And if you don't like random mentions of me sitting on the toilet, just lean back and imagine me flushing it after I've used it, and that is exactly how much your opinion matters to me. Neh, I'm joking. Or not.
A Norwegian Girl in London
Saturday, 13 September 2014
Friday, 5 September 2014
If I Stay is the title of the new teen drama starring Chloë Grace Moretz. It is based on a young adult novel with the same title, and it does have a lot of those standard characteristics of a young adult storyline, but at the same time it sets itself apart. Many will draw comparisons to The Fault in Our Stars and Divergent etc., and they may be right in doing so, but but it does not deserve to be discredited entirely just for being similar to something else. It knows its target audience, and it is not trying to fool anyone.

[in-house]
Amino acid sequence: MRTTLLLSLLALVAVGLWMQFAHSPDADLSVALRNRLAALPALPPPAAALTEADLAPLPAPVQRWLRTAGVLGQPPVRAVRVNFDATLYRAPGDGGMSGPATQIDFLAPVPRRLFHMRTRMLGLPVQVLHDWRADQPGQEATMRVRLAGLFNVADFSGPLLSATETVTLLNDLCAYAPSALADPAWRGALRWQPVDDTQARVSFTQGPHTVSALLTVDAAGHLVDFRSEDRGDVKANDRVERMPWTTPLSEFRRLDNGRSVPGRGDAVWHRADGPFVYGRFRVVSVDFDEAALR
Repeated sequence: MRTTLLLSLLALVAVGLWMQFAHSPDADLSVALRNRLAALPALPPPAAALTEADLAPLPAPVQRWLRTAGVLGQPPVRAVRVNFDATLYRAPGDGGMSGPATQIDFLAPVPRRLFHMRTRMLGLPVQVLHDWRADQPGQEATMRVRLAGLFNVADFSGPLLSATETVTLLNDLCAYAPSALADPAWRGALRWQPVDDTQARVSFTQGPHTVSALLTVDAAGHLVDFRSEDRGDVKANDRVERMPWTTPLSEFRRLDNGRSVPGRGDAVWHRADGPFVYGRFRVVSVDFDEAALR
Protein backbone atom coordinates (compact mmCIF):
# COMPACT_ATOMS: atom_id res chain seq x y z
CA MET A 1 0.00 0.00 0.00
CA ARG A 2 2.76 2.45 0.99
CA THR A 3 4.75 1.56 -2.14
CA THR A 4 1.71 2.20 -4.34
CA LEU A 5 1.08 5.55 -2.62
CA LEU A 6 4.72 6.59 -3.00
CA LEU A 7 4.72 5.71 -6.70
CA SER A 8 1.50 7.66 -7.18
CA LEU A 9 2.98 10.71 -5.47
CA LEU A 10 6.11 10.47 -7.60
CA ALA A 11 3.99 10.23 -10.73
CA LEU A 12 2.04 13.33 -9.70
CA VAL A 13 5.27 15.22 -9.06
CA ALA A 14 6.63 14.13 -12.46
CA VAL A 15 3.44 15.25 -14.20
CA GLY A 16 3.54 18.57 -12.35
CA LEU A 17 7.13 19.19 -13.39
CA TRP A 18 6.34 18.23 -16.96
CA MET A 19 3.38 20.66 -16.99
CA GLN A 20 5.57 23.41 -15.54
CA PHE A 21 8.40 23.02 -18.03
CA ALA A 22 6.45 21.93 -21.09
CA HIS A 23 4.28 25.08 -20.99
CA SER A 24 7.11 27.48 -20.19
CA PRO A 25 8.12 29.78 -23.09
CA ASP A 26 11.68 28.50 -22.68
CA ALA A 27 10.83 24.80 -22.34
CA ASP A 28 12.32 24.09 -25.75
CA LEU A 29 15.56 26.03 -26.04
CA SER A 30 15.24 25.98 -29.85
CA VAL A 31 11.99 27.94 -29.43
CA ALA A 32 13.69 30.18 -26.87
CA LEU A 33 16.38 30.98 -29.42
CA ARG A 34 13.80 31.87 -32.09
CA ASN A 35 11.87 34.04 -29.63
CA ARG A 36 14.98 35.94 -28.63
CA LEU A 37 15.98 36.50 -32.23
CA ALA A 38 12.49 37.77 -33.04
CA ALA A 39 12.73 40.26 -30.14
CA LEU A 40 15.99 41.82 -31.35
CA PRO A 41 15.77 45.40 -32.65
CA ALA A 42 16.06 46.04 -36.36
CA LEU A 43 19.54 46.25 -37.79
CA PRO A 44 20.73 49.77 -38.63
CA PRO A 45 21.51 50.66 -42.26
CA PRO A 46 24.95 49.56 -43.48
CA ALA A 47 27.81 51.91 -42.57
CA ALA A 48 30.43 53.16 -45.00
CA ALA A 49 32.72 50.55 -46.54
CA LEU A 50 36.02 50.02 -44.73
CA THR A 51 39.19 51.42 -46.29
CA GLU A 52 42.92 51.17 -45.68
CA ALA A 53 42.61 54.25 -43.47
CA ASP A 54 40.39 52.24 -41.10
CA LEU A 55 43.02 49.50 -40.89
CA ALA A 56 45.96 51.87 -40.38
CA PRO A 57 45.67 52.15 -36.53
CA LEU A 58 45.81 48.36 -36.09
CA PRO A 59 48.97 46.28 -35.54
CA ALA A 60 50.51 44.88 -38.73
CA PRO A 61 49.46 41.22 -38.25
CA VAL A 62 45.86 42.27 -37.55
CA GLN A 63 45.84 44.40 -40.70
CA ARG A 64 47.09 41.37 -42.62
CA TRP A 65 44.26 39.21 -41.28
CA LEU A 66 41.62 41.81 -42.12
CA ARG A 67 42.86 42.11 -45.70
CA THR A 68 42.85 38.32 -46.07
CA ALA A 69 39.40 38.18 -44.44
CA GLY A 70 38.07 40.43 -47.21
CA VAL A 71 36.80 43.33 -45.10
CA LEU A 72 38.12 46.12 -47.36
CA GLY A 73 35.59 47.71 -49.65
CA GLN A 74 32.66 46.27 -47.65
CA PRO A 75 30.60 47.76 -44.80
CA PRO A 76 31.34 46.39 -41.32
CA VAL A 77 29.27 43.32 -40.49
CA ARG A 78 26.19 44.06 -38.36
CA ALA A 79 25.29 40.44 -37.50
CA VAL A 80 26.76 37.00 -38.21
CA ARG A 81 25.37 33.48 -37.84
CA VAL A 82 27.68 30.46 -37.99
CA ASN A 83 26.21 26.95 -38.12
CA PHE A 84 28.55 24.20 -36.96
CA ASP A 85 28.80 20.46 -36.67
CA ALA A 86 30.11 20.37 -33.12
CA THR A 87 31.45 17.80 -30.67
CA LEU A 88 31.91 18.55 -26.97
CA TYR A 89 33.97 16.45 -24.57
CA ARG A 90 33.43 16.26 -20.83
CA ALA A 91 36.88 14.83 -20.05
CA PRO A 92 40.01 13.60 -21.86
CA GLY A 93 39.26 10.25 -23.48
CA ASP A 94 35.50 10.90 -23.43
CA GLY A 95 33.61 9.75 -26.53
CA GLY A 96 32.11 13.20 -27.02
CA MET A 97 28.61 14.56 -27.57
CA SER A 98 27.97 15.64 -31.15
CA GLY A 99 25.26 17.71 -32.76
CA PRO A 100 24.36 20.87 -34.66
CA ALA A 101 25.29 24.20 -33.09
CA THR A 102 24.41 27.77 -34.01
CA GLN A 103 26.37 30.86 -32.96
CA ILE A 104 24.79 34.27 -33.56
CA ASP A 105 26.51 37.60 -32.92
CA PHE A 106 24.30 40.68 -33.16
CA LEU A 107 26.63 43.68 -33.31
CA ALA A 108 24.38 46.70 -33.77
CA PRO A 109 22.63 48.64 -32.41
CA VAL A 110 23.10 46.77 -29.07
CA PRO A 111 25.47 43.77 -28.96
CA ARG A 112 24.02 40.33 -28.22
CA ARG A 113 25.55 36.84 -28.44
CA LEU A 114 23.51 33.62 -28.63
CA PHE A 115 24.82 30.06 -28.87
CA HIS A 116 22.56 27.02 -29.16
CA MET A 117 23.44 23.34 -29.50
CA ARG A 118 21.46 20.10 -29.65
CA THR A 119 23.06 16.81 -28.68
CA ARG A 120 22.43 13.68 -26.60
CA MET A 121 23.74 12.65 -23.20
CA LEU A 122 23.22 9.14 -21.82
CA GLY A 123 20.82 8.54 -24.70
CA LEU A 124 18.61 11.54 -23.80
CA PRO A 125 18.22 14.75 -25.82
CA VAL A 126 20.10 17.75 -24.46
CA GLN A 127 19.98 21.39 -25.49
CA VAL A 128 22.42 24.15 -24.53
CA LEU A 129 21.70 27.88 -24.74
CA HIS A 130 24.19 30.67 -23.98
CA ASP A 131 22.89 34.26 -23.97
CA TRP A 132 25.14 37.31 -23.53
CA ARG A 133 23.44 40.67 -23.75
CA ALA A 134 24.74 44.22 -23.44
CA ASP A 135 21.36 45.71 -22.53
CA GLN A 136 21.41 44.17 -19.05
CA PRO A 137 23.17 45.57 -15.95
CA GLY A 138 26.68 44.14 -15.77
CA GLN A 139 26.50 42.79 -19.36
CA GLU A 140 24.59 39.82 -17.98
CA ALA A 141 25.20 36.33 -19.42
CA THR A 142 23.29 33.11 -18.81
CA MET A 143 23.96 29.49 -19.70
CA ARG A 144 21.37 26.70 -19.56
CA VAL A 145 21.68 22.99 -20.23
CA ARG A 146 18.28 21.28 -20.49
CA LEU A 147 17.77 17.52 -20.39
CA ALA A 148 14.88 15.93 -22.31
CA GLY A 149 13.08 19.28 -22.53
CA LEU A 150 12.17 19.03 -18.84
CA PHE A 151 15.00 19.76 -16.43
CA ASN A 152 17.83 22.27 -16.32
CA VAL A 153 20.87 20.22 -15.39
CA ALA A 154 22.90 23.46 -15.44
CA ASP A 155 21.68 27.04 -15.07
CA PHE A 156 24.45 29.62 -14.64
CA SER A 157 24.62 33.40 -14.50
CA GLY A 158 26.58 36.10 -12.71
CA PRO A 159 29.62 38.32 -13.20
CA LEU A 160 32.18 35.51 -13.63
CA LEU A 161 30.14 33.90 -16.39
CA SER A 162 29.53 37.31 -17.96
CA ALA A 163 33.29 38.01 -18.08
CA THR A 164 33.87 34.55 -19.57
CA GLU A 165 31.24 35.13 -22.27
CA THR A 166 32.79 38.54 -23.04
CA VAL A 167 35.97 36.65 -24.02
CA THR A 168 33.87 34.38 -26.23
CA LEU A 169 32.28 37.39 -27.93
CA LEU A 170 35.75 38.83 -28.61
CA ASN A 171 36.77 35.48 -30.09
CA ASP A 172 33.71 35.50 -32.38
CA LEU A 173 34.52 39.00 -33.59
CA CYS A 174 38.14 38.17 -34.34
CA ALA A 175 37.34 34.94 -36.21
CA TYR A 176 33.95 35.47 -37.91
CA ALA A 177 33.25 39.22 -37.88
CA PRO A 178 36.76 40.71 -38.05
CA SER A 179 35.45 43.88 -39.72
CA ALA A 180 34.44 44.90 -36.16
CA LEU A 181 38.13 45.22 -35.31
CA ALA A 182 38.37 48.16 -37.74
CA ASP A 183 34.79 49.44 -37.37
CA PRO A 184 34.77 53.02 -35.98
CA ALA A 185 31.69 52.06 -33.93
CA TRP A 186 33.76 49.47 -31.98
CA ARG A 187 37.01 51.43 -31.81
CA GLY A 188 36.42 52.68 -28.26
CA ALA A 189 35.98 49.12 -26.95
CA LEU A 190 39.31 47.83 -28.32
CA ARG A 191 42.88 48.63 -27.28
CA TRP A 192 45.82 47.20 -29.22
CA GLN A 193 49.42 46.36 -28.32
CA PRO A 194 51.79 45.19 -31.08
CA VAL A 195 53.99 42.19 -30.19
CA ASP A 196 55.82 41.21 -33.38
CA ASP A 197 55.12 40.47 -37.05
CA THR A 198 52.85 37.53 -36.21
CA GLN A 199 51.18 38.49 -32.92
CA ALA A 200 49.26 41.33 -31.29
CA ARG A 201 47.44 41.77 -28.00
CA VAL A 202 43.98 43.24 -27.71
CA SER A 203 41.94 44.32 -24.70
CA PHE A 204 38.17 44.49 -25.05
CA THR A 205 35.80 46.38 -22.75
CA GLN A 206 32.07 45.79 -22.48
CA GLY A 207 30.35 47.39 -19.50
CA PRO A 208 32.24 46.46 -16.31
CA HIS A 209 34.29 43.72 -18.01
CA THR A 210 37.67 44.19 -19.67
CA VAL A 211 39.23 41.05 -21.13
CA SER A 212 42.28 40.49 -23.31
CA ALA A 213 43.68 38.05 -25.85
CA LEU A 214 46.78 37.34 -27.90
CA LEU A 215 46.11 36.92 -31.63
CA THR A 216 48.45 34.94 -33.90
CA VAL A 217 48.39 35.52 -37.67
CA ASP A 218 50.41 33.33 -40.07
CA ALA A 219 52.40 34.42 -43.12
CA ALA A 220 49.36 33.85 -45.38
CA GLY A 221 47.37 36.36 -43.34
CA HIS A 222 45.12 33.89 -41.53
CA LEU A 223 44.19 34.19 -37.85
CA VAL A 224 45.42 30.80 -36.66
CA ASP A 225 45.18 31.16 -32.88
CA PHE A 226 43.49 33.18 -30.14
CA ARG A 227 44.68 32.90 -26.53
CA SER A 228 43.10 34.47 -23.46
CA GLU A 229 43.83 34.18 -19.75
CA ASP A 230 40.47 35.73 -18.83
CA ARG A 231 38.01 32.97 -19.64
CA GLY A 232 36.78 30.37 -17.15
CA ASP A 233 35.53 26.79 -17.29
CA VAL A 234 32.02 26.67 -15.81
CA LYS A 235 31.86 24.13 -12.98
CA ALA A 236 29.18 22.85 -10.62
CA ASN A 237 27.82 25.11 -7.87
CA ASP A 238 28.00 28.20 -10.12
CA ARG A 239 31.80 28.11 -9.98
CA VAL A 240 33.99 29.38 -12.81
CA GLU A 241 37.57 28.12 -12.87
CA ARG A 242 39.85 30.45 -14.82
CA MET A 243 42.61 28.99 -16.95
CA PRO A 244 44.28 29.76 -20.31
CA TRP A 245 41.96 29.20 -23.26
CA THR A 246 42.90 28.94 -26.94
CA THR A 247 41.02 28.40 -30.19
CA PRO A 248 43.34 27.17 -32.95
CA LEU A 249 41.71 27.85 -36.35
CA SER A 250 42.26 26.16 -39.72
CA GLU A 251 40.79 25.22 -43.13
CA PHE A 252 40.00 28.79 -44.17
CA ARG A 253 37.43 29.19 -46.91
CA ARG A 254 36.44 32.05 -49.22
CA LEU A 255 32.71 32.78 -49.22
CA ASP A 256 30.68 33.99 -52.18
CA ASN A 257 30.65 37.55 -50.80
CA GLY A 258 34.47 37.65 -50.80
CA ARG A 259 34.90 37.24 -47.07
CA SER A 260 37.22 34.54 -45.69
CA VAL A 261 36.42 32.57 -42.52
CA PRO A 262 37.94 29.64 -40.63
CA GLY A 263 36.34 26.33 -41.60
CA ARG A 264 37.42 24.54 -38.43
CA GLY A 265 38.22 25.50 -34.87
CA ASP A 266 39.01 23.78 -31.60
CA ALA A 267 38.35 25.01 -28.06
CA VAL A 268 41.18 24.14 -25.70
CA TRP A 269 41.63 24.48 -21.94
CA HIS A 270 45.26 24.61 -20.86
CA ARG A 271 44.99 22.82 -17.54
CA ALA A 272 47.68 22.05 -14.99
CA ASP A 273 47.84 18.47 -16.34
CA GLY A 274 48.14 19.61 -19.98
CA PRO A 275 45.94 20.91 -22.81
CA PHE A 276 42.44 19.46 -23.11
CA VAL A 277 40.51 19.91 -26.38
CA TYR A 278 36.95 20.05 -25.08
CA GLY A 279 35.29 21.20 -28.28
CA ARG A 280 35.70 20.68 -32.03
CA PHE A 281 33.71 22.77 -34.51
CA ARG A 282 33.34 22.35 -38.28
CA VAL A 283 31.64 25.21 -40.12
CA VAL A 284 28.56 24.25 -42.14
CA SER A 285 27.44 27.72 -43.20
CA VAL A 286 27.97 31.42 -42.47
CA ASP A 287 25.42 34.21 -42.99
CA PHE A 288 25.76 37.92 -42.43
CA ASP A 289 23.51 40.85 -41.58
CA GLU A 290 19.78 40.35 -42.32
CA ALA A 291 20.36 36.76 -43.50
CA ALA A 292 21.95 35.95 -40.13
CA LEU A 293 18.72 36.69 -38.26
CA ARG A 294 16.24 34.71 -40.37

The main character, Mia, is a teenage girl who is an epically nerdy classical musician; she plays cello, listens to Beethoven and has the inside of her locker plastered full of "I heart Yo-Yo Ma" stickers. She dreams of going to Juilliard and has amazingly supportive parents. Then, one fateful morning, her family ends up in a car crash, and Mia wakes up in limbo between life and death, watching the entire tragedy play out in front of her without being able to say or do anything about it. Outside of her own body, she witnesses her own surgery and the aftermath of it, all the while hearing doctors and nurses telling her to fight for her life and that it is all up to her. However, when her parents and her younger brother have all died from the injuries they sustained, she starts losing the will to live. Even as she observes the constant stream of family and friends pouring into the hospital to support her and cheer her on, she still doesn't want to wake up. She doesn't want to face life without her family, so she ultimately decides to take the easy way out by following the light shining towards her from down the hospital hall.